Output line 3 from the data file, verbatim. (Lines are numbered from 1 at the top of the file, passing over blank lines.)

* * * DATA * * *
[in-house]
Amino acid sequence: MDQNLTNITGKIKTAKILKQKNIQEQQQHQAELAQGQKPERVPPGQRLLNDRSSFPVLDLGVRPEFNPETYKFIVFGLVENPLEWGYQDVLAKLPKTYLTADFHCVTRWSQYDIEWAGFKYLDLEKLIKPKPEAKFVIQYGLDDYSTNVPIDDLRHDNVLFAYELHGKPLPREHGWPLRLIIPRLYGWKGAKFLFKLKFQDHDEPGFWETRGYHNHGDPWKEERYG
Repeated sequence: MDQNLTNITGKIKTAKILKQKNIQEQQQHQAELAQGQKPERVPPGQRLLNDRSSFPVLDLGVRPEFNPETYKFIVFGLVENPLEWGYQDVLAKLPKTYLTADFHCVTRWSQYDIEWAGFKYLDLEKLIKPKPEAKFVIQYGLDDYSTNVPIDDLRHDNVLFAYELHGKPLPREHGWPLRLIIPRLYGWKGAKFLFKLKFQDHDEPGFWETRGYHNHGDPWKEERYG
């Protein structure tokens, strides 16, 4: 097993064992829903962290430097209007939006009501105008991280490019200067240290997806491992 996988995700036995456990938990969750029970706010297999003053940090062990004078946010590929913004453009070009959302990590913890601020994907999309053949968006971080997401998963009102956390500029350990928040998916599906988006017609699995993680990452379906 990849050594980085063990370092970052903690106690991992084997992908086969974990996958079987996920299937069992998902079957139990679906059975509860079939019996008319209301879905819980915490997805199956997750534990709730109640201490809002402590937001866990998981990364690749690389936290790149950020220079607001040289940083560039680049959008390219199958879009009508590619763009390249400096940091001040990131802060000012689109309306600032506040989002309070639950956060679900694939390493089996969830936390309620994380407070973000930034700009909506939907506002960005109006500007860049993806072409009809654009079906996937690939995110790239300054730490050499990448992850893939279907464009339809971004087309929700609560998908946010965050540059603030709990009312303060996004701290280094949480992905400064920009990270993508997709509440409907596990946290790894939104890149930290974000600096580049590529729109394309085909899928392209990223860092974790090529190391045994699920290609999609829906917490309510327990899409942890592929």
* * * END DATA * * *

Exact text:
Repeated sequence: MDQNLTNITGKIKTAKILKQKNIQEQQQHQAELAQGQKPERVPPGQRLLNDRSSFPVLDLGVRPEFNPETYKFIVFGLVENPLEWGYQDVLAKLPKTYLTADFHCVTRWSQYDIEWAGFKYLDLEKLIKPKPEAKFVIQYGLDDYSTNVPIDDLRHDNVLFAYELHGKPLPREHGWPLRLIIPRLYGWKGAKFLFKLKFQDHDEPGFWETRGYHNHGDPWKEERYG